Cost of Living in Boston

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cost of living in BostonBoston is one of the most expensive cities in the US. In Mercer's Cost of Living Survey for 2015, the city was ranked the 64th most expensive city in the world, ahead of other big American cities like Dallas, Atlanta and Seattle.  

Expats working in Boston will likely receive high salaries to compensate for the equally high cost of living. Employment packages will often include some contributions toward accommodation (usually an expat's biggest expense) and health insurance. However, in some cases wages are not increased enough in proportion to the cost of city living in Boston so it is important that expats are aware of the expenses they are likely to incur before negotiating their salary. 

While Boston has some of the country’s top public, private and international schools, the fees can be exceptionally steep, and therefore expats should negotiate this into their contracts, if possible. 

There is plenty to see and do in Boston, but recreational pursuits don’t come cheap. Due to the fact that Boston is considerably smaller than other cities in the US, there is less competition so eating out and entertainment costs remain high. However, expats on a budget can live comfortably, while still enjoying the city. 

Thankfully, expats moving to Boston will not need to invest in their own car as the city has a reasonably priced public transport network, which is comprehensive and relatively efficient.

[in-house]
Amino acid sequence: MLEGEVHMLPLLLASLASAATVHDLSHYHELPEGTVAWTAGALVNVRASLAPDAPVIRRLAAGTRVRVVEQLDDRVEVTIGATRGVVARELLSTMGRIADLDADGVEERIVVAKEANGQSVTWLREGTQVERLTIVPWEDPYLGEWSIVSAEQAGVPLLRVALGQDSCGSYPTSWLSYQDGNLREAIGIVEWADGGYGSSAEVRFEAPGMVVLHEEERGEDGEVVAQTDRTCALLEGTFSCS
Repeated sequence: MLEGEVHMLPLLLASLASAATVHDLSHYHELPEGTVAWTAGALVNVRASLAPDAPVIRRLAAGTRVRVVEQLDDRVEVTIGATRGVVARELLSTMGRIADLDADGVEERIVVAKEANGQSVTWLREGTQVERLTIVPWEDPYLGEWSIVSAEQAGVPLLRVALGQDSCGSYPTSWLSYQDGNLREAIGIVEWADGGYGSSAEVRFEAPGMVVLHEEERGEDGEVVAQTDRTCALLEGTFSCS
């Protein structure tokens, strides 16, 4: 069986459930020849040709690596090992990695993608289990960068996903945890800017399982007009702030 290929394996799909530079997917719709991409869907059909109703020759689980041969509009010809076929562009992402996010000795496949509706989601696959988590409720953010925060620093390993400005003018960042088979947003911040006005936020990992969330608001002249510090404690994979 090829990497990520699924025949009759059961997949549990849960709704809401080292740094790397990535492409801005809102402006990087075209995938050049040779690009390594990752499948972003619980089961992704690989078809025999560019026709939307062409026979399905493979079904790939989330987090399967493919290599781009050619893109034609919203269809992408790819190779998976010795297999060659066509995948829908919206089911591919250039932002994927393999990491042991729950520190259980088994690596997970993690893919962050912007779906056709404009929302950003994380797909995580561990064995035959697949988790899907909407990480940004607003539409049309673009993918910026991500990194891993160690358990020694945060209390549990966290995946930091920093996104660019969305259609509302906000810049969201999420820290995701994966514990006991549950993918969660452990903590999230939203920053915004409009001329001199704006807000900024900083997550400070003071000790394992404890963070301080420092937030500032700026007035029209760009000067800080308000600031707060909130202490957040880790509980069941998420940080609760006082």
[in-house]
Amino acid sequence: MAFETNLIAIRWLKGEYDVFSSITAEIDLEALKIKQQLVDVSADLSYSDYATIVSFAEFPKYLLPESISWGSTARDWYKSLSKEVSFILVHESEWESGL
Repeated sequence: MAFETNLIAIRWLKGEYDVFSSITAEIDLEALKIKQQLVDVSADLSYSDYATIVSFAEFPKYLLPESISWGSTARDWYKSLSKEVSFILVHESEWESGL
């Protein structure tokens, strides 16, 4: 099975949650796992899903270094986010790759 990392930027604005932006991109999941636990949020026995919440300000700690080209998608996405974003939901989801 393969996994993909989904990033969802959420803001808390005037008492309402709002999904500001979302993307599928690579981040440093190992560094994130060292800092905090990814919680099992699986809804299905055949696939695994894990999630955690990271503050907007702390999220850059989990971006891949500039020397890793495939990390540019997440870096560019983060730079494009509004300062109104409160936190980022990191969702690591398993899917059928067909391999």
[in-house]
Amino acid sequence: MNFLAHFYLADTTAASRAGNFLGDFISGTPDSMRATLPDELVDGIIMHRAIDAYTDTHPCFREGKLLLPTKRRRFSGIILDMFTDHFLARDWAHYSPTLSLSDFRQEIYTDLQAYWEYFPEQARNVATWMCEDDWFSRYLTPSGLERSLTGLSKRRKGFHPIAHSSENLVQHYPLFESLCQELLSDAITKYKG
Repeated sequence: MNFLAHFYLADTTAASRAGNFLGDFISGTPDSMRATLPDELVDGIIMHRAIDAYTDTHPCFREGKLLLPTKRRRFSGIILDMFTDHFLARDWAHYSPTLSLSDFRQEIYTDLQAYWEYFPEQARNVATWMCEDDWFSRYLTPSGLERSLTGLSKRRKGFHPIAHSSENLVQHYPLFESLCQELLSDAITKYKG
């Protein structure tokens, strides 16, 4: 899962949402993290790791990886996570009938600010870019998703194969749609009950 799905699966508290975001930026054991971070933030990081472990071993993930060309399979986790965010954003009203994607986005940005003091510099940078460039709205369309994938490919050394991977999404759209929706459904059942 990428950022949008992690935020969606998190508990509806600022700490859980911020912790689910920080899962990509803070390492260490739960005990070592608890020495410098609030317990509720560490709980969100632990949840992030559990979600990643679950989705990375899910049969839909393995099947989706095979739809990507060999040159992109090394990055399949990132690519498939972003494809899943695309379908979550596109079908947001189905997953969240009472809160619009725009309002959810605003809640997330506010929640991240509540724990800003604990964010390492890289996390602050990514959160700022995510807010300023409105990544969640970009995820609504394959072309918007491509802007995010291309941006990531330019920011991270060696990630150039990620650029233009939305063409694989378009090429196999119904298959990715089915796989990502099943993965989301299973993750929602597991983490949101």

Cost of living in Boston chart 

Prices may vary depending on product and service provider. The list below shows average prices for June 2016.


Furnished two bedroom house USD 4,500
Unfurnished two bedroom house USD 3,700
Furnished two bedroom apartment USD 4,000
Unfurnished two bedroom apartment USD 3,500


Eggs (dozen) USD 3.60
Milk (1 litre) USD 0.90
Rice (1kg) USD 2.95
Loaf of white bread USD 3.10
Chicken breasts (1kg) USD 11
Pack of cigarettes (Marlboro) USD 10.30

Eating out

Big Mac Meal USD 7
Coca-Cola (330ml) USD 1.75
Cappuccino  USD 3.75
Bottle of local beer  USD 1.60
Three course meal for two at a mid-range restaurant USD 70


Mobile to mobile call rate (per minute) USD 0.11
Internet (Uncapped ADSL or cable – average per month)  USD 60
Basic utilities (per month for small apartment) USD 160


Taxi rate (per kilometre) USD 1.75
Bus/train fare in the city centre  USD 2.50
Petrol/gasoline (per litre) USD 0.60

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